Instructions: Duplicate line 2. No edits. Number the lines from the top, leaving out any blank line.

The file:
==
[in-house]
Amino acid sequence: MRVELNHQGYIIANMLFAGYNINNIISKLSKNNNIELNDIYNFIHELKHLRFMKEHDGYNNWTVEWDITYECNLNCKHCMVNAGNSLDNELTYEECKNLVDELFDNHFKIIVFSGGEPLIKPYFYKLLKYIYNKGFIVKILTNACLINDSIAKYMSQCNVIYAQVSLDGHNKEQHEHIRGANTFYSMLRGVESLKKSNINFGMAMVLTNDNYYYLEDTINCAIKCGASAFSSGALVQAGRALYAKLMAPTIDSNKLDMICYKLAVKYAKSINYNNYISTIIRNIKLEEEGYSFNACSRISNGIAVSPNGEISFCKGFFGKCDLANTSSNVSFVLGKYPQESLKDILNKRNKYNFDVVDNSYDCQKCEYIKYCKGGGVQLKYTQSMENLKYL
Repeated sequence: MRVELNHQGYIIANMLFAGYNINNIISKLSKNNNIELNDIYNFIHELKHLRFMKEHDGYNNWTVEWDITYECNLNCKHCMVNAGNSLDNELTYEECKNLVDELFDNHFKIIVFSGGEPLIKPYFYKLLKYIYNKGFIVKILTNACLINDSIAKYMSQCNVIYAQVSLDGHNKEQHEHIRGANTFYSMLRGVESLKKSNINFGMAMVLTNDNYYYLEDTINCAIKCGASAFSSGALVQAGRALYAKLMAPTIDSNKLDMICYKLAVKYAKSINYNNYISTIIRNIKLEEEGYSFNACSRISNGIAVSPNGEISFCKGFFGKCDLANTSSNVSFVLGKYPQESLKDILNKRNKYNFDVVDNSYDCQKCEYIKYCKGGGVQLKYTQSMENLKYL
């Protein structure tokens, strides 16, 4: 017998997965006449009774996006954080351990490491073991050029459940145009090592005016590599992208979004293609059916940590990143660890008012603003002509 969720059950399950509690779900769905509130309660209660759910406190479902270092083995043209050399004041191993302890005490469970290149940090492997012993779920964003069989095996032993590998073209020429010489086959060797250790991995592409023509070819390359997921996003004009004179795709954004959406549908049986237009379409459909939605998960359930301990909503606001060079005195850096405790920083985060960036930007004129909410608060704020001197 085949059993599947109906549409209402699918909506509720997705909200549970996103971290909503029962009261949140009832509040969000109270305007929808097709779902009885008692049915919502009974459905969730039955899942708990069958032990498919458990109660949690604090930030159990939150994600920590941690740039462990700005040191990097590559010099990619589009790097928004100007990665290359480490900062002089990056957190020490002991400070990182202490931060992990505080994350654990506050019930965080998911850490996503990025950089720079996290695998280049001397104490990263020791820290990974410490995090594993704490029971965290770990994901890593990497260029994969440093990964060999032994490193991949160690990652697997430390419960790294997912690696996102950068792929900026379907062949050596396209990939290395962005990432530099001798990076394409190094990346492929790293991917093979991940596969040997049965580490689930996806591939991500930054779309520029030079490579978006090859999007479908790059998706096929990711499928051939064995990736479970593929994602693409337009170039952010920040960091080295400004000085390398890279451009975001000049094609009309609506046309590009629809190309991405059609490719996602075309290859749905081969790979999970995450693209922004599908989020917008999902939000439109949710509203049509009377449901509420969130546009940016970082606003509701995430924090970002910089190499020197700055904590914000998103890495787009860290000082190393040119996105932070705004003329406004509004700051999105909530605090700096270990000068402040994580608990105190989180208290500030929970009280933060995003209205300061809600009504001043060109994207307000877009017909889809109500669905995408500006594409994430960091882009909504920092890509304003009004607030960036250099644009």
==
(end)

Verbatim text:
Amino acid sequence: MRVELNHQGYIIANMLFAGYNINNIISKLSKNNNIELNDIYNFIHELKHLRFMKEHDGYNNWTVEWDITYECNLNCKHCMVNAGNSLDNELTYEECKNLVDELFDNHFKIIVFSGGEPLIKPYFYKLLKYIYNKGFIVKILTNACLINDSIAKYMSQCNVIYAQVSLDGHNKEQHEHIRGANTFYSMLRGVESLKKSNINFGMAMVLTNDNYYYLEDTINCAIKCGASAFSSGALVQAGRALYAKLMAPTIDSNKLDMICYKLAVKYAKSINYNNYISTIIRNIKLEEEGYSFNACSRISNGIAVSPNGEISFCKGFFGKCDLANTSSNVSFVLGKYPQESLKDILNKRNKYNFDVVDNSYDCQKCEYIKYCKGGGVQLKYTQSMENLKYL